Discussion in 'Article Discussion' started by CardJoe, 2 Oct 2009.
Sorry, but that did make me laugh!
Not really your day today with this was it...
When working on a feature (or several features, depending on how you multi-task), you have to understand that uncompressed DV film takes up tons of space. Depending on bit rate and frame speed, an hour of uncompressed footage from a DV cam can take up over 400GB of space. Granted, my example is niche, but it's still fair to point out potential uses for a drive such as this rather than limiting the mindset of the review to, "How useful is this to the average user?"
yeah good for video editors
This is a fair point, but I disagree really. I would have been happy to see a passing comment that this would be an option only if you're considering editing hours of HD video, but really, HD video editors will know that already. Afterall, we don't see reviews of the graphics cards used for CGI on here.. for a reason.
This hard drive to me falls into my 'dumb' category as for 99% of users, there will be a better option.
Also, pulled from the first website I found selling it:
400GB for an hour of uncompressed HD footage? WOW! I had no idea.
OK, fair enough - I can see how for some this would start to make more sense now. It clearly is still a relatively niche product, but given the ubiquitousness of cheap HD camcorders in places like Currys and Dixons, (and the penchant for dad's and grandad's to shoot hours of family films) it's evidently not nearly as niche as I first thought.
I still reckon a bunch of 1TB's or 1.5TB's in a JBOD would offer far better value at the moment, but I suppose where would we be if we all thought, 'stuff innovation, I can make do with what I've got'?
I can at least see the point now....
I'll probably disagree with that now. I don't think most HD video editors would necessarily automatically know which HDD is best for the job, not without reviews like this.
Also, I suppose there's also the point that the cutting edge, (and overpriced) technology of today is going to be the standard kit we all have further down the line - so looking at this is really more of a glimpse at the future for most of us than a practical buying guide. (As I reckon there's a good chance more people will have 2TB HDD's as standard before they have SSD's as standard).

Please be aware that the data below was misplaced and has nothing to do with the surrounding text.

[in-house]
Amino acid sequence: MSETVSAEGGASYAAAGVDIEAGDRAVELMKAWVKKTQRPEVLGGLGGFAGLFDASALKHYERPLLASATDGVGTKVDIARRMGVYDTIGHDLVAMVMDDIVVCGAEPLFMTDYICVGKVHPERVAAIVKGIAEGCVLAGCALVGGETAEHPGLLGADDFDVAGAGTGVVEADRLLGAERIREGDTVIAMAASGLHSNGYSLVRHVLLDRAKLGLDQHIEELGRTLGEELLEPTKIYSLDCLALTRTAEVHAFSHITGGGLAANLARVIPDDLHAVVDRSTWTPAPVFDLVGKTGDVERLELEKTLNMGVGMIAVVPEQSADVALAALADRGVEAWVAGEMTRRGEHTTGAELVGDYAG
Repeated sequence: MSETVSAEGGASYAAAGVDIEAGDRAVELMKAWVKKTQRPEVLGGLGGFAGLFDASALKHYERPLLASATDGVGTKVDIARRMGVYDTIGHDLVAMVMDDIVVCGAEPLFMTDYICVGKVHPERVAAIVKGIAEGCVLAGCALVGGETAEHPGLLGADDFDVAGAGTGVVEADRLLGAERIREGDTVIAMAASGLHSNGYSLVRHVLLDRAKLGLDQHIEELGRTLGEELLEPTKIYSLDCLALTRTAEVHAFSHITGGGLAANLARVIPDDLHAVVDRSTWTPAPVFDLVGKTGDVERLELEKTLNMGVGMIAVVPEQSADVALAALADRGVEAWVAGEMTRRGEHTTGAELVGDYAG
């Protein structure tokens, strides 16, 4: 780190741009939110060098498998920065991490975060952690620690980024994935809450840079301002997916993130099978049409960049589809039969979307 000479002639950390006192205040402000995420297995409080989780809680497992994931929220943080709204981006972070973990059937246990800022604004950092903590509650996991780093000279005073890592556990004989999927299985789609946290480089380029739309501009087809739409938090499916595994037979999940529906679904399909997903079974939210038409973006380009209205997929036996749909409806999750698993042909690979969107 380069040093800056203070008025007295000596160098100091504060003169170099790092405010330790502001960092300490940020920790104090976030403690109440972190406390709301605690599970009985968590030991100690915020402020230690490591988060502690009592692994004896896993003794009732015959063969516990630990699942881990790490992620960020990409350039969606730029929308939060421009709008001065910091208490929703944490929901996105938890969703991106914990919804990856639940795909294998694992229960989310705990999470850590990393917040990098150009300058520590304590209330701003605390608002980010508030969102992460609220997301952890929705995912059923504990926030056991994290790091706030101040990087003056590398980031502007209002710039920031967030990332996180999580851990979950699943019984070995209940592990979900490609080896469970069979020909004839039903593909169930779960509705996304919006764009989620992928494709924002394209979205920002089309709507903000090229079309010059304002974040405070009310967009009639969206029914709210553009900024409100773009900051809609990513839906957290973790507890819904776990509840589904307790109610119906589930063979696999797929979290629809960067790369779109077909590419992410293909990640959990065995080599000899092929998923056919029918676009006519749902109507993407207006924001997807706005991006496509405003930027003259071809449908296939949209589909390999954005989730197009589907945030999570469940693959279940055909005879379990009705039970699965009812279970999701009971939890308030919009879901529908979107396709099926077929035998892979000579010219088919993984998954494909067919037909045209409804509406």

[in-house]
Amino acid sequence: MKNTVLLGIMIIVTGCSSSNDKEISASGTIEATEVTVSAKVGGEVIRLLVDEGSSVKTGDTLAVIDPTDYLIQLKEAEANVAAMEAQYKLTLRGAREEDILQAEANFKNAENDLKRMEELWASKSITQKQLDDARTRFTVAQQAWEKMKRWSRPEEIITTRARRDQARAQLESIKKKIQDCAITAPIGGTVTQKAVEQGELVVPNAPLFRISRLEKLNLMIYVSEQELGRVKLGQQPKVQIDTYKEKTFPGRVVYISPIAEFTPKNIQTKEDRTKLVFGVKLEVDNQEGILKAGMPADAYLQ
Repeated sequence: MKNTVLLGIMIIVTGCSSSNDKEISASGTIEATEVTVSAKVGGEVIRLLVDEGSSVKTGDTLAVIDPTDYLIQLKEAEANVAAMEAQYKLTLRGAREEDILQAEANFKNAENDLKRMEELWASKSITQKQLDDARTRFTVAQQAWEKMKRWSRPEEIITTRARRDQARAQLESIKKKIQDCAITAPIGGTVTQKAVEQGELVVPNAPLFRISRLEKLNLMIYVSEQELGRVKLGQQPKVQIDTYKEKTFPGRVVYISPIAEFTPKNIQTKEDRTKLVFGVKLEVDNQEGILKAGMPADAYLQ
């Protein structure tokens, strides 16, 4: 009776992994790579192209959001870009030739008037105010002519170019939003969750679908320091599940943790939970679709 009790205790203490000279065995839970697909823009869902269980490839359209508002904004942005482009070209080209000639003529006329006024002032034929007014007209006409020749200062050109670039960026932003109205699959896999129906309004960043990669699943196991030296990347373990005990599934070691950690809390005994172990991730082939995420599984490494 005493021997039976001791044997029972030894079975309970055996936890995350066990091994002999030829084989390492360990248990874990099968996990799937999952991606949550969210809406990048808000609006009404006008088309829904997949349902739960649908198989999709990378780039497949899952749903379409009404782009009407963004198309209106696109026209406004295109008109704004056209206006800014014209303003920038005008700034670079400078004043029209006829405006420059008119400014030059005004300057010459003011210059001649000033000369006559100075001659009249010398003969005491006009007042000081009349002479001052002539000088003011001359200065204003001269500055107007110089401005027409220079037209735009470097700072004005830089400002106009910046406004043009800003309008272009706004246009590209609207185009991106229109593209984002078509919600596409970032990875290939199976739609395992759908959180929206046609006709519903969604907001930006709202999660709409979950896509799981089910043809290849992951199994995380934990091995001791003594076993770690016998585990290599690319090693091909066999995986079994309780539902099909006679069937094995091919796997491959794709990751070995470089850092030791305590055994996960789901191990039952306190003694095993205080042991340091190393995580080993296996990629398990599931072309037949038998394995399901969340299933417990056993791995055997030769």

So maybe not a practical review for most of us, but still an interesting one.
Still looking forward to the new F3 review though!
I disagree. For 230 quid I'd buy four 500GB drives and RAID 0 them for a much higher throughput. It's just a splash drive, security doesn't matter so much. At the end of the session save the file to a standard drive and you're done, right?
Nice review Baz
I think 4 of these should keep me going for a few months. Nice review.
2TB HDD's are getting cheaper, still cheaper to buy two 1TB drives (only by like 20bucks)
Here in Australia 2TB HDD's are around the $235AU mark and 1TB drives are around $109AU mark.
Seems there is an 808GB drive now, interesting.
Good review, thank you.
Missing however performances in Databases , Souce code compiling , Others OSs Linux Mac
Hope you may consider in next benchmarks
What about reliability ? This is one reason we prefer Western Digital, such as RE3
Thanks for the review.
Sounds like a very impressive drive, but is just overpriced right now. Will be interesting to see how that changes.
Would be interested to see power usage compared to the green drive and others.
yeah just thinking of who could use that kind of storage realistically.. I don't really care for raid 0.. the odds go up something is going to fail, and 4 drives- I'm not saying your asking for it.. guys dealing with large amounts of raw footage might use raid though.. in that case, two 1tb drives would probably fit the job better
I know if I was building a cheap professional video editing rig.. probably go with two 1tb without raid- those spinpoints are cheap
I was wondering when this idea would be brought up. A raid array should surely theoretically be just as fast (2 1TB's with 32MB caches) or faster (4 500GB with 32MB caches) as the 2TB, it would be interesting to see a test done about this. The only concern would be about reliability...
Well of course, but if it's just a splash drive and not storage, less emphasis is needed on the reliability.
Its seems like you are all a bunch of Seagate fanbois the F3 1T gets womped by this beast and it still gets a recommended. This thing is one of the largest HDs out there and still delivers performance over many smaller drives.
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